The right to protest is a fundamental human right. It is a right that should always be available to anyone. One can disagree with someone, while at the same time agree that they have the right to express their opinion. Protest is the last resort when a system fails, but increasingly I think it’s becoming the first thing we resort to, and this has me worried.

If we want change, we need to think about how we create that change in the most effective way possible and protest is rarely it. Changing someone’s mind is one of the hardest things you can do, and if the goal of changing someone’s mind is also to change their actions in a significant way, then the odds of succeeding is minuscule. Ask yourself, when was the last time someone changed your mind, and how big was the impact of the world?

Imagine if we convinced everyone who doesn’t believe in global warming, that global warming is real and man made. If all the people who previously didn’t believe in global warming, adopted the lifestyle and the emissions of the average climate change believer, would the world be saved? Not likely. The truth is that changing other people’s minds is both hard to do and not very effective if you want to change the world.

People seem to think that we need to be in agreement to solve problems but we don’t. If you think wind power is the solution to global warming, and someone else thinks its solar, a third thinks its nuclear and yet someone else thinks its carbon capture. Fine, you can each go and build out each respective technology, without first agreeing on the mix, or what will be the most cost effective of the solutions. What matters is that you act. The future will sort out who was right anyway.

If 0.1% of the population thinks there is a future in Fusion energy, that’s enough to make a good attempt at it. If you succeed, the other 99.9% will come around to your way of thinking. When Tesla started out, the vast majority of the car industry thought battery powered cars wasn’t viable. Today every car maker is forced to respond to the reality of battery powered cars, because they exist. Tesla did not campaign for battery powered cars, they just built them, and for every new model they convinced a few more people. So even if your ultimate goal is to change people’s minds, maybe action is the best persuasion?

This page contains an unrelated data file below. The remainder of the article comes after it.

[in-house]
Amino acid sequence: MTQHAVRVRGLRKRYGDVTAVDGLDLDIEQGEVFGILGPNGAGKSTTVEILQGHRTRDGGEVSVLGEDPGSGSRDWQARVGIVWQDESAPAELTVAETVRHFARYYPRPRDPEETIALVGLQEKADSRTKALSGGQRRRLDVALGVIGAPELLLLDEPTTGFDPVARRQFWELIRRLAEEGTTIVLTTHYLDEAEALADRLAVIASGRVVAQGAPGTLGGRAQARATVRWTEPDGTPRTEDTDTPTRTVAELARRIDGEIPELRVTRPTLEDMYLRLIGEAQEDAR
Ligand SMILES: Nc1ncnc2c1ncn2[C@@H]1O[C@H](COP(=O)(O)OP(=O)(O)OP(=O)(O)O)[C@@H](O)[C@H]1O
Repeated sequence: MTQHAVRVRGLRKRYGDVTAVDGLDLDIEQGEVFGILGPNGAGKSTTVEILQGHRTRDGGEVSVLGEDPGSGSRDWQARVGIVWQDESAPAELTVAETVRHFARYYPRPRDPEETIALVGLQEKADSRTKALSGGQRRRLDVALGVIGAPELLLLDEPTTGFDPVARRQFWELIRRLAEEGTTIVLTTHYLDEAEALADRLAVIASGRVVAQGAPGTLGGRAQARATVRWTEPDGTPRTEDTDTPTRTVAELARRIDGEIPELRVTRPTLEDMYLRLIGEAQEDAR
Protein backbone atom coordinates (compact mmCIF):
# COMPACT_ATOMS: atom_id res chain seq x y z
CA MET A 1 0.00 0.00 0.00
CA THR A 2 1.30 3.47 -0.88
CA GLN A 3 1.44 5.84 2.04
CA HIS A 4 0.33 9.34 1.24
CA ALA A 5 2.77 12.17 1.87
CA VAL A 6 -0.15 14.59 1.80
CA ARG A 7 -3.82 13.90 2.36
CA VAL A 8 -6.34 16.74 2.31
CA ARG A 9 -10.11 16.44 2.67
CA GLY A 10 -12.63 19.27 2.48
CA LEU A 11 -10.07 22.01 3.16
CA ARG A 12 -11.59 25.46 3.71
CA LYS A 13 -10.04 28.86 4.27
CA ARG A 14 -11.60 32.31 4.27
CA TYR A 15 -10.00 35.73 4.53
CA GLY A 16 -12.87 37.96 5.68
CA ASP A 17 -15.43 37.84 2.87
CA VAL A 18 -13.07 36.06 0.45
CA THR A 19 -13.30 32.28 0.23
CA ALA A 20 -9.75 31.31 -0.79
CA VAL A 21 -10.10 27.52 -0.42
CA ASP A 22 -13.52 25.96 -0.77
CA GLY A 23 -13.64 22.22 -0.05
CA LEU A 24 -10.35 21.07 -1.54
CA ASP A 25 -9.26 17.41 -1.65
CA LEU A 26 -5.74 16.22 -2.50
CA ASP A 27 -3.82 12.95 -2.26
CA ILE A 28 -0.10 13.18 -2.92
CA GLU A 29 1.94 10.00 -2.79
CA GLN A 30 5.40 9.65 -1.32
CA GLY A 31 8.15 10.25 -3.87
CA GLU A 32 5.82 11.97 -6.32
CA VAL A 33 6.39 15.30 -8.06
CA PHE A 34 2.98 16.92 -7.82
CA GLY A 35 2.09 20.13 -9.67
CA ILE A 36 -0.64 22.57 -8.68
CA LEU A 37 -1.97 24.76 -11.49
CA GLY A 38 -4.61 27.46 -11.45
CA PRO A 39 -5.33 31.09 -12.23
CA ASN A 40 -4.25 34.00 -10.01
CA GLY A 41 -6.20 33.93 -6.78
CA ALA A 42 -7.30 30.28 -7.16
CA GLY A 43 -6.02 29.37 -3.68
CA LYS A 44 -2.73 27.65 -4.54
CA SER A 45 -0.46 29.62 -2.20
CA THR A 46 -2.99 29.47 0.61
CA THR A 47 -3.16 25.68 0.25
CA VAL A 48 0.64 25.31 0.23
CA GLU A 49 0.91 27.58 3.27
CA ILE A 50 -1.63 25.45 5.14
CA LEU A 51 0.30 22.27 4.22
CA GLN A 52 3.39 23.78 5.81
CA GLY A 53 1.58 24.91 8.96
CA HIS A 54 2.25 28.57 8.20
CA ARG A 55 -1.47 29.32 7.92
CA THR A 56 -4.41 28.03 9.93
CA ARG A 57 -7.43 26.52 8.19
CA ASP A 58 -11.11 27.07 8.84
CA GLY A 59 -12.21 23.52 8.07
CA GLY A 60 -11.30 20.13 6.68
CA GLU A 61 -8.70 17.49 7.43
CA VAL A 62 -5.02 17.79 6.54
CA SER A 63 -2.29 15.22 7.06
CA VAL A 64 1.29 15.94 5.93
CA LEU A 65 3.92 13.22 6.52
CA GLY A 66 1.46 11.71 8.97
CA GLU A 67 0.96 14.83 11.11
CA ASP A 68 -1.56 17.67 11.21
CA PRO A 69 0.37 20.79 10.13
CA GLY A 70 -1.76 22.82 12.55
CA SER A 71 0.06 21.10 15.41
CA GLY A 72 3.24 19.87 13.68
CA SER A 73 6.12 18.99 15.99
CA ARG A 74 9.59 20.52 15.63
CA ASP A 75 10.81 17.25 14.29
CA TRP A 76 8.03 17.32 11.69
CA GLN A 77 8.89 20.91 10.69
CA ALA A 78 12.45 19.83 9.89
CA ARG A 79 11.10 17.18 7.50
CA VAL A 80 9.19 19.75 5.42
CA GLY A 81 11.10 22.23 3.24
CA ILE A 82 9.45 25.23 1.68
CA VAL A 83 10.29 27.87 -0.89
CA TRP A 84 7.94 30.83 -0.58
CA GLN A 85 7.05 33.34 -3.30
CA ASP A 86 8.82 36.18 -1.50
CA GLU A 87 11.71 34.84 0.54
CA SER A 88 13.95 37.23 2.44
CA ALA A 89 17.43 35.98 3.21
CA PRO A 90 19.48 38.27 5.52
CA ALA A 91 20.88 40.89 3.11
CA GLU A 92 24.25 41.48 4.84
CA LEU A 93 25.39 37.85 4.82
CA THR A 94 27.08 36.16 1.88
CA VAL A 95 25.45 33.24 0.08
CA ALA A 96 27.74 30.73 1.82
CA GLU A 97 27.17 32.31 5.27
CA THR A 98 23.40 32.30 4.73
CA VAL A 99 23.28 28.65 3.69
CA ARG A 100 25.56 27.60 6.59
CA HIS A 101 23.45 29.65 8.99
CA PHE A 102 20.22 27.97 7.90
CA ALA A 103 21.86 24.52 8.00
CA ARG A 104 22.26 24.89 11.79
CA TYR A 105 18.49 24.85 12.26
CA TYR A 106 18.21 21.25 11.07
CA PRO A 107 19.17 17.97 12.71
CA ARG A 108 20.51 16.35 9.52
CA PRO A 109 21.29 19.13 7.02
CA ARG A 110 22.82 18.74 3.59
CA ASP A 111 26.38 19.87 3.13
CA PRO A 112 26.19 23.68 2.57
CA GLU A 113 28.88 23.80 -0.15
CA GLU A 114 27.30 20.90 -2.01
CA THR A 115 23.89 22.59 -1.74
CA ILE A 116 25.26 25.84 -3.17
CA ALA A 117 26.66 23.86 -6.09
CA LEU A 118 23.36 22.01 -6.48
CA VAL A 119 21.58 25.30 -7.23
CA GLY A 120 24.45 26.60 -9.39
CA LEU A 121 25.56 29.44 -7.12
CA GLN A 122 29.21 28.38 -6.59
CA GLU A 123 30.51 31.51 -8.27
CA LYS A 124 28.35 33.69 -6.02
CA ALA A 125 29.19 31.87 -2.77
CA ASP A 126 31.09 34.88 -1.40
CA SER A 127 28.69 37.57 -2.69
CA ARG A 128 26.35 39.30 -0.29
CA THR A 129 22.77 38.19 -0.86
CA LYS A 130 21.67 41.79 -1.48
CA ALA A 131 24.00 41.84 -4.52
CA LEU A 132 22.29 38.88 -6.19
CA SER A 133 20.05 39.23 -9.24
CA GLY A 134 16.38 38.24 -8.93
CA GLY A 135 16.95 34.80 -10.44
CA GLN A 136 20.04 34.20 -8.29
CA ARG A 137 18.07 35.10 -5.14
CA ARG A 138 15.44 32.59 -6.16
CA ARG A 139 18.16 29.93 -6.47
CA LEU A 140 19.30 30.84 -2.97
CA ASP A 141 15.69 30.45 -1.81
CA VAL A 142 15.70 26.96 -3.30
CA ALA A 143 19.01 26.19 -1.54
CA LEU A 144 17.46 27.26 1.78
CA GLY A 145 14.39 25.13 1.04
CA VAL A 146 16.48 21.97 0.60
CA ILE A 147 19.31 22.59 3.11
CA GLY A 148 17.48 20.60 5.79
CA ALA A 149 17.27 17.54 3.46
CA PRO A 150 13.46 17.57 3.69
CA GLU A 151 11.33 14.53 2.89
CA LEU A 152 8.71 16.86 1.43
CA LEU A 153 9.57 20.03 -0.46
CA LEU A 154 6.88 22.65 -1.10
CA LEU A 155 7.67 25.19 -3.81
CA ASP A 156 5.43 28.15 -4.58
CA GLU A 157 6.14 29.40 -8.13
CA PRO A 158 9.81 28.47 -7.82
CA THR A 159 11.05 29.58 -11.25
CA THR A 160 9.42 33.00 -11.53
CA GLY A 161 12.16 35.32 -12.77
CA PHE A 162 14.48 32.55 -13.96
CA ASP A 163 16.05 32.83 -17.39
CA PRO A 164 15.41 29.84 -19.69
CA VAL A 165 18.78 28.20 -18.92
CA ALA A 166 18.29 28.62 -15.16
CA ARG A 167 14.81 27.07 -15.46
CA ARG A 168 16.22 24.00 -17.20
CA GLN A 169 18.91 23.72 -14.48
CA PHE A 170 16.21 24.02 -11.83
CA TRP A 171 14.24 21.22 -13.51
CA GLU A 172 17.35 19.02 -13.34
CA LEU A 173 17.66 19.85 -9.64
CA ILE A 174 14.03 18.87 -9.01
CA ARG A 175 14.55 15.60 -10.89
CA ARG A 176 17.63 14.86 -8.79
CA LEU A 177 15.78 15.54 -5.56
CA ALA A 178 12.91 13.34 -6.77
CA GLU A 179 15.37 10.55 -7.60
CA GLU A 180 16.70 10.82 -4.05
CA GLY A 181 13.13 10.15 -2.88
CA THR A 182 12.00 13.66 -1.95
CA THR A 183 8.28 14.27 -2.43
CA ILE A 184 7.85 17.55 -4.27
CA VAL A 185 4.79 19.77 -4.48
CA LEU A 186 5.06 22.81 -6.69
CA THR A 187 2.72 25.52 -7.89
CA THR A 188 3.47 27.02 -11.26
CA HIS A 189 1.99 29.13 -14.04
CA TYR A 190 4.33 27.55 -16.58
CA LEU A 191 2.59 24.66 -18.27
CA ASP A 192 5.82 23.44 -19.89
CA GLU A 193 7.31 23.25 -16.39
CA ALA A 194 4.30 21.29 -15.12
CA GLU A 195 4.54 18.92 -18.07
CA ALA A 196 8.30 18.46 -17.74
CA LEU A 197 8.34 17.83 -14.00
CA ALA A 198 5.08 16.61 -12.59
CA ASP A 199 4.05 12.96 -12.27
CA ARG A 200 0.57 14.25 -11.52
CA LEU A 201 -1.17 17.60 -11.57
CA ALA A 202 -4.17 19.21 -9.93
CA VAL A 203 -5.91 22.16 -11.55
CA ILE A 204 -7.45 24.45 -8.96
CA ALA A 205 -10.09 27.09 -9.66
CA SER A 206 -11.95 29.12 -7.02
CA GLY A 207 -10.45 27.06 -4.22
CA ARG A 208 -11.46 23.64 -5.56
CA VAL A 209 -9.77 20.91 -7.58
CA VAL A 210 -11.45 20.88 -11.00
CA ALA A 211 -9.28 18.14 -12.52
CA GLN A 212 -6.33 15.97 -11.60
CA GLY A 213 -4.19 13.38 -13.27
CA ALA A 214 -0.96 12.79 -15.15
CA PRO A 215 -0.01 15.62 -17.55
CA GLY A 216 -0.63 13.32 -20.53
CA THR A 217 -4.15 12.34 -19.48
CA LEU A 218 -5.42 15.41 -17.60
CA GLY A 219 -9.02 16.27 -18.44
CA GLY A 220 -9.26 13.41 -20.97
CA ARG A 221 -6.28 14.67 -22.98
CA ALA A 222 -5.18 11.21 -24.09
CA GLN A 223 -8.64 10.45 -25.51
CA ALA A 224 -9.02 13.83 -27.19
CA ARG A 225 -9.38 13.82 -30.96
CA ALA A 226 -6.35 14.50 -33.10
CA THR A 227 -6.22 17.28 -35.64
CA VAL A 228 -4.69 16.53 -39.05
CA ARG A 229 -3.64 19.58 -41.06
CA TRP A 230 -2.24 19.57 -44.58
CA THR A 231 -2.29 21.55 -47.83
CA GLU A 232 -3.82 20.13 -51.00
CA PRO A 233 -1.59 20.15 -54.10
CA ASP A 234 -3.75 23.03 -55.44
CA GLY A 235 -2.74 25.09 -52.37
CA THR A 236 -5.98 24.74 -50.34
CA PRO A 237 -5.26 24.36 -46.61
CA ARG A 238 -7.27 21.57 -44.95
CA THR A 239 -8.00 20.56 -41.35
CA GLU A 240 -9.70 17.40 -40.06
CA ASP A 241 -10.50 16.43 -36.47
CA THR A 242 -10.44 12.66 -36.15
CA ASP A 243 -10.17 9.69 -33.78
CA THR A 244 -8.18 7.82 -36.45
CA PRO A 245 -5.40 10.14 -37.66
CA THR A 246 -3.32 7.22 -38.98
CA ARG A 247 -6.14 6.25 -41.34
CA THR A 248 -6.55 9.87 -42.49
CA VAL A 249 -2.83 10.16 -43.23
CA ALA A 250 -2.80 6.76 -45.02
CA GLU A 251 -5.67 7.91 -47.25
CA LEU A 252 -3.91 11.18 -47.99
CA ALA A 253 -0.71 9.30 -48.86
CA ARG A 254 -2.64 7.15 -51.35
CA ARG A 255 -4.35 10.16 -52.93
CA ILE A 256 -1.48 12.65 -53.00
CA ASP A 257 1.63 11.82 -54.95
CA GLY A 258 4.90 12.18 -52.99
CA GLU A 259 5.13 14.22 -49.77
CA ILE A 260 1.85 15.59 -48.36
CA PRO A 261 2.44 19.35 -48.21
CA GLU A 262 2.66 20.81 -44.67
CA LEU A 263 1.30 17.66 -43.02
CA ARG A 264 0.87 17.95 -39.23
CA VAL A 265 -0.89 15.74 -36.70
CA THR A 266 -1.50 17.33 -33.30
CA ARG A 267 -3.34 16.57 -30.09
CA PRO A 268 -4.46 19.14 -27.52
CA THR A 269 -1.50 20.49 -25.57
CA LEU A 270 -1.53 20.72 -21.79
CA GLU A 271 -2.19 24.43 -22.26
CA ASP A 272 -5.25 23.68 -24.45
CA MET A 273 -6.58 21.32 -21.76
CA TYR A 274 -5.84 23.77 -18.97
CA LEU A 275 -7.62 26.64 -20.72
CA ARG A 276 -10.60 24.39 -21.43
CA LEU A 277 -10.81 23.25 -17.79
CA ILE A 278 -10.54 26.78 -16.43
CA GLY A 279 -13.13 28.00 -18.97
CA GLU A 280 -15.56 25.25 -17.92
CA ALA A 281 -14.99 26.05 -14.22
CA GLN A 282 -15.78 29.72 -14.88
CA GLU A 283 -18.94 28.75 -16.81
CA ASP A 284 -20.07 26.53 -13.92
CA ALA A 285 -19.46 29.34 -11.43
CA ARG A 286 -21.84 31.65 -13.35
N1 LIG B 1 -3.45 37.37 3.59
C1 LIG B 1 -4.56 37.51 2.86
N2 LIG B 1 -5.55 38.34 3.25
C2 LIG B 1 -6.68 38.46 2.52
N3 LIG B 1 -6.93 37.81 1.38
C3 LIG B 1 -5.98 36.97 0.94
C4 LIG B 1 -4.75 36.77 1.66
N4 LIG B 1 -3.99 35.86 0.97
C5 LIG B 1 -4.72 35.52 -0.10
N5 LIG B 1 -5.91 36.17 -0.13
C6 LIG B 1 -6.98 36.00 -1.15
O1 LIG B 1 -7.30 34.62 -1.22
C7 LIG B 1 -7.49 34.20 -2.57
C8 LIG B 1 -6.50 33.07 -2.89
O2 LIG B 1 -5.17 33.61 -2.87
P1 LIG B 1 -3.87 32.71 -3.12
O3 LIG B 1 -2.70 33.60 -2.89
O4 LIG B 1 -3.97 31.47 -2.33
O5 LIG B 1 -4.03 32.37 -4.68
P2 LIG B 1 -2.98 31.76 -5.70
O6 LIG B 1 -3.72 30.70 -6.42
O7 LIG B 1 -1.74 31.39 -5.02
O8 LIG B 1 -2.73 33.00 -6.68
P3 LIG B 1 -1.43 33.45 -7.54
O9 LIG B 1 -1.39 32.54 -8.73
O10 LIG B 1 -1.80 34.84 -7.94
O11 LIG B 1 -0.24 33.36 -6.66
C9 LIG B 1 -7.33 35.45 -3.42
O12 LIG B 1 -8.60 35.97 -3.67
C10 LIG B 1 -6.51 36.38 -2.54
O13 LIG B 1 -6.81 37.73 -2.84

I think the internet has made us think that  we are doing something, when we are protesting, when we are really not. The internet has made it possible for anyone to protest, but it has also devalued protest, because everybody is doing it all the time. I want people to try to start considering what actions they can take that aren’t protesting.

If the collective efforts spent around the world complaining about Facebook were put into making alternatives we would have hundreds of very well funded endeavors by now. After all, Facebook was created by one guy in a dorm room. Mark Zuckerberg controls Facebook, not because he was the leading protester against MySpace, but because he built it.

My grandfather who was a professor at a university once said about his less gifted students “Be Courteous to them, but don’t waste your time on them”. At the time I thought it was a rather Elitist statement, but I’m coming around to it. It can be upsetting and irritating to be confronted by people who are wrong, but the reality is that most people who are wrong don’t matter that much. They won’t be the people who shape the future. Some of them will eventually see the light, but that’s their journey. It is OK not to engage with people who are wrong. Doing so is draining. This is why protesting takes a lot of energy mentally, and tends to take you into a dark place. I find that doing something proactive, no matter how small, has the opposite effect.